Natalie Cole

Granada Theatre, Friday, March 14.

Natalie Cole
Paul Wellman

She can dress herself up as a jazz singer all she wants, she can scat (though it’s rarely a good idea), and she can even swing the standards. But the fact remains that Natalie Cole is clearly a danceable R&B artist, a fact amply proved at the Granada last Friday night, where she inauspiciously opened the very first pop concert in the reconstructed vaudeville hall with “Fever,” the song Peggy Lee used to stir up the Eisenhower years. It’s going to be a long wait for fans of contemporary music, I thought glumly. Most of Cole’s jazz-tinged covers, ranging from “What a Difference a Day Makes” to “A-Tisket A-Tasket” and even (gulp) Neil Young’s “Old Man,” were ordinary-nothing exploded from them, and the arrangements were hardly creative. You couldn’t help but wonder what might be uniquely her coloration or mystical insight into these pieces. The answer: She seemingly did them because she could.

And of course that mere adequacy was underscored tragically in Cole’s now-signature duet with her father-ironically on the song “Unforgettable”-which she performed as a kind of special effects spectacle with a movie screen, even ending the slightly smarmy number by blowing her papa a kiss as he cinematically looked down in pleasure. Worse, Cole’s patter often transplanted us to Vegas. “And it goes a little something like this,” she said, not once but four times. On the other hand, she did quiet a fan shouting out requests. “I thought I was doing a show up here,” she said.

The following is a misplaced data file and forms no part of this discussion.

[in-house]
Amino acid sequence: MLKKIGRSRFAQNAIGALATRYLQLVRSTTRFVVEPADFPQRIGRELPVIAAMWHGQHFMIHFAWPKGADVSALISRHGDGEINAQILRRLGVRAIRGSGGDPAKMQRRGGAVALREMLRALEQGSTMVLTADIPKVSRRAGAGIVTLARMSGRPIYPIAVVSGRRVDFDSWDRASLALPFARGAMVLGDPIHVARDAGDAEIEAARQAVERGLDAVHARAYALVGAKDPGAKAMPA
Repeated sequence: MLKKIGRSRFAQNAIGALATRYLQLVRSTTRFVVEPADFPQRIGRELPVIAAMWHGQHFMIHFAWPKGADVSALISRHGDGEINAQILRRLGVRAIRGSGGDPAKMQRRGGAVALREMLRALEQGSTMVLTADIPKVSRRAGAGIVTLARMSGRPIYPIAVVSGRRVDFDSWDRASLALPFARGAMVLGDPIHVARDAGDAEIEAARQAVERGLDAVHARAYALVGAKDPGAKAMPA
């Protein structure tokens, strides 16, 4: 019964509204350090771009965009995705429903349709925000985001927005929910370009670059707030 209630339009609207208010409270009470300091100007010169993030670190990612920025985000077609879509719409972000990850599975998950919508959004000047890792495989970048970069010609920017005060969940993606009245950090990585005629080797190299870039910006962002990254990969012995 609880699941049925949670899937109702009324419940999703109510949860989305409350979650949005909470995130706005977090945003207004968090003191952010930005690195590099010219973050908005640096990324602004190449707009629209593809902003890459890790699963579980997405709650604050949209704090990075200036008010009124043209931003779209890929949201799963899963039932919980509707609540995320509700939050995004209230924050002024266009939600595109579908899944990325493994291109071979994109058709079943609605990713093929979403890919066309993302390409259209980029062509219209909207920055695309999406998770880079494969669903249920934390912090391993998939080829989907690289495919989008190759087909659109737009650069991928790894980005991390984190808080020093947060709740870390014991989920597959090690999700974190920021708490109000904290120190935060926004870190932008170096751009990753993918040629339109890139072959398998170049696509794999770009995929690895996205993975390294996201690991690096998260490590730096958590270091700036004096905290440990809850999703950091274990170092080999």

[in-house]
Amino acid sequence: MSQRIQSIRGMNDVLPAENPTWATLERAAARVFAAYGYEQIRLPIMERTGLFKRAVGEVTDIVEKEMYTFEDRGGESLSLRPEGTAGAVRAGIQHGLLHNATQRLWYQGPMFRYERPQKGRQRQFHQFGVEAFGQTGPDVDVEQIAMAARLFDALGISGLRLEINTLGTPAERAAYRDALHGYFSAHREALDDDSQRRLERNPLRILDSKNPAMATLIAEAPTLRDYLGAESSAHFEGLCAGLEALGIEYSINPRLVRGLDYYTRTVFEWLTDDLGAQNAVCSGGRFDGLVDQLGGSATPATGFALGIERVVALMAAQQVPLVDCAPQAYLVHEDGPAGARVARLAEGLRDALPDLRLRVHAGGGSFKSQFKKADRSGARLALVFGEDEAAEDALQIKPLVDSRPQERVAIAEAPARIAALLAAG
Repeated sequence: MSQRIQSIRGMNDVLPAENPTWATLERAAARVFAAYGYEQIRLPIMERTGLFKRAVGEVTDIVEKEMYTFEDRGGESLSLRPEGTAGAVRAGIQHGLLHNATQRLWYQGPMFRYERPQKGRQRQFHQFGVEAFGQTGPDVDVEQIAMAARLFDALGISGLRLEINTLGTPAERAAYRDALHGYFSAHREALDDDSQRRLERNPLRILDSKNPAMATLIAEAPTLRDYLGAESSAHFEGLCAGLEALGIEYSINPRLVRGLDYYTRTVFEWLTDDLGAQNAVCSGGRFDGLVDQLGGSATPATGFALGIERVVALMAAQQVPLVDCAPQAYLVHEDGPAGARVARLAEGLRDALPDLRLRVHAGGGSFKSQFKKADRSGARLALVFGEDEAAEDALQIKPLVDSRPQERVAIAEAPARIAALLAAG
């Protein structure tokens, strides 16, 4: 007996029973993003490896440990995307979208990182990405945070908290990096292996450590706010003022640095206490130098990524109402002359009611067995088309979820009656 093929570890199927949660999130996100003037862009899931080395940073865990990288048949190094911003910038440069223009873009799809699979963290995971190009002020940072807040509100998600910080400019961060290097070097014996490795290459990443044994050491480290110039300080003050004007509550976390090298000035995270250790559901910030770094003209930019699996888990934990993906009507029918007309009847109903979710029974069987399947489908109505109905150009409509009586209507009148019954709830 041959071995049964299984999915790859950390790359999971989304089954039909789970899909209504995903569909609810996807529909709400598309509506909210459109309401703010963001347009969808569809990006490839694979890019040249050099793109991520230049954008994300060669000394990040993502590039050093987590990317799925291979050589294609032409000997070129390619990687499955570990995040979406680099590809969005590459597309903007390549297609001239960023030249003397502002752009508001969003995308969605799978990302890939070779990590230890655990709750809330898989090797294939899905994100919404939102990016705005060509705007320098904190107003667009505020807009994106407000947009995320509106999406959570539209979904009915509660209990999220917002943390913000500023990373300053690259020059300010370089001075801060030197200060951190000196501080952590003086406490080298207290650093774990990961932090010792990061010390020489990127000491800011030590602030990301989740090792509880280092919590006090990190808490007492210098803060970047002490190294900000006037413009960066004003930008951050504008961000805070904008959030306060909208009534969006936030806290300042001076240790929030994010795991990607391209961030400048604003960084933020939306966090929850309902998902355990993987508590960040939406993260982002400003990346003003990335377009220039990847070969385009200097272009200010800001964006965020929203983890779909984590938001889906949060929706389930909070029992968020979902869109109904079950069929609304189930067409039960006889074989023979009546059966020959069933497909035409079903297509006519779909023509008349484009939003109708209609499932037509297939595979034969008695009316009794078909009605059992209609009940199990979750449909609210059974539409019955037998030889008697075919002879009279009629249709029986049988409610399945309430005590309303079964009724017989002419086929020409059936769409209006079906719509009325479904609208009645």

But the curtain between Cole and her fluid emotions evaporated when she launched into the disco years, with the 1976 hit “Mr. Melody,” followed by “This Will Be (an Everlasting Love).” Suddenly, she was in her element, and the rest of the show became focused, though some of the theater’s more aged clientele fled when the newfangled dance music started blaring.

The star of the evening, however, was the Granada, which proved itself warm and lucid, channeling loud sounds underlined by an insistent bass line and paved over with synthesized horns. Maybe some day vibrant young performers will fill the theater with intelligent, original, and sophisticated music. Until that day comes, people who remember poodle skirts and “Fever” have got themselves some swinging new digs where they can ponder that old everlasting love.

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